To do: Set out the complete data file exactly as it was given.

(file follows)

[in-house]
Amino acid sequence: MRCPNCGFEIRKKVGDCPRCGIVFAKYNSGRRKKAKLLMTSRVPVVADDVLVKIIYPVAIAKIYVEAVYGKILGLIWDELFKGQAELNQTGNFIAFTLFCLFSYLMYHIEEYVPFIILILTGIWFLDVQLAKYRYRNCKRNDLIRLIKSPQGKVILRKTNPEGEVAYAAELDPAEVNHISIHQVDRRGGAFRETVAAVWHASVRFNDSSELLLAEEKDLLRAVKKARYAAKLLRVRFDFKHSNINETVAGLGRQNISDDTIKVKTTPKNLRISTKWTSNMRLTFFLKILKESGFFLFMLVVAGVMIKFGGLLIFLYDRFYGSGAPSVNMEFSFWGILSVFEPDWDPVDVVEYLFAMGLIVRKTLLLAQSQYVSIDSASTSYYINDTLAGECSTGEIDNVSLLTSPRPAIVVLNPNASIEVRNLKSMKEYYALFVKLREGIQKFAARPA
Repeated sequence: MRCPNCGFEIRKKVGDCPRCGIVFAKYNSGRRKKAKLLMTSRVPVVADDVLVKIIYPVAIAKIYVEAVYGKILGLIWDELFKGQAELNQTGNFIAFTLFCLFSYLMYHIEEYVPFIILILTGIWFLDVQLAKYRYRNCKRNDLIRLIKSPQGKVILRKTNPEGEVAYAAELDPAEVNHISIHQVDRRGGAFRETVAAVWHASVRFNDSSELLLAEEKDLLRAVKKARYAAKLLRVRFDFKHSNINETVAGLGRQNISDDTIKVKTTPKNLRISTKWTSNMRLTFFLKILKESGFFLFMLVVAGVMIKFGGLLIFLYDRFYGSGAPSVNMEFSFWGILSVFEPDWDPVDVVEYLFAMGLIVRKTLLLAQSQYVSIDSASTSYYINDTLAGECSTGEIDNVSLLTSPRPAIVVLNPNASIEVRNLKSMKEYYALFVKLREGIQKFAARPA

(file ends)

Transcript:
[in-house]
Amino acid sequence: MRCPNCGFEIRKKVGDCPRCGIVFAKYNSGRRKKAKLLMTSRVPVVADDVLVKIIYPVAIAKIYVEAVYGKILGLIWDELFKGQAELNQTGNFIAFTLFCLFSYLMYHIEEYVPFIILILTGIWFLDVQLAKYRYRNCKRNDLIRLIKSPQGKVILRKTNPEGEVAYAAELDPAEVNHISIHQVDRRGGAFRETVAAVWHASVRFNDSSELLLAEEKDLLRAVKKARYAAKLLRVRFDFKHSNINETVAGLGRQNISDDTIKVKTTPKNLRISTKWTSNMRLTFFLKILKESGFFLFMLVVAGVMIKFGGLLIFLYDRFYGSGAPSVNMEFSFWGILSVFEPDWDPVDVVEYLFAMGLIVRKTLLLAQSQYVSIDSASTSYYINDTLAGECSTGEIDNVSLLTSPRPAIVVLNPNASIEVRNLKSMKEYYALFVKLREGIQKFAARPA
Repeated sequence: MRCPNCGFEIRKKVGDCPRCGIVFAKYNSGRRKKAKLLMTSRVPVVADDVLVKIIYPVAIAKIYVEAVYGKILGLIWDELFKGQAELNQTGNFIAFTLFCLFSYLMYHIEEYVPFIILILTGIWFLDVQLAKYRYRNCKRNDLIRLIKSPQGKVILRKTNPEGEVAYAAELDPAEVNHISIHQVDRRGGAFRETVAAVWHASVRFNDSSELLLAEEKDLLRAVKKARYAAKLLRVRFDFKHSNINETVAGLGRQNISDDTIKVKTTPKNLRISTKWTSNMRLTFFLKILKESGFFLFMLVVAGVMIKFGGLLIFLYDRFYGSGAPSVNMEFSFWGILSVFEPDWDPVDVVEYLFAMGLIVRKTLLLAQSQYVSIDSASTSYYINDTLAGECSTGEIDNVSLLTSPRPAIVVLNPNASIEVRNLKSMKEYYALFVKLREGIQKFAARPA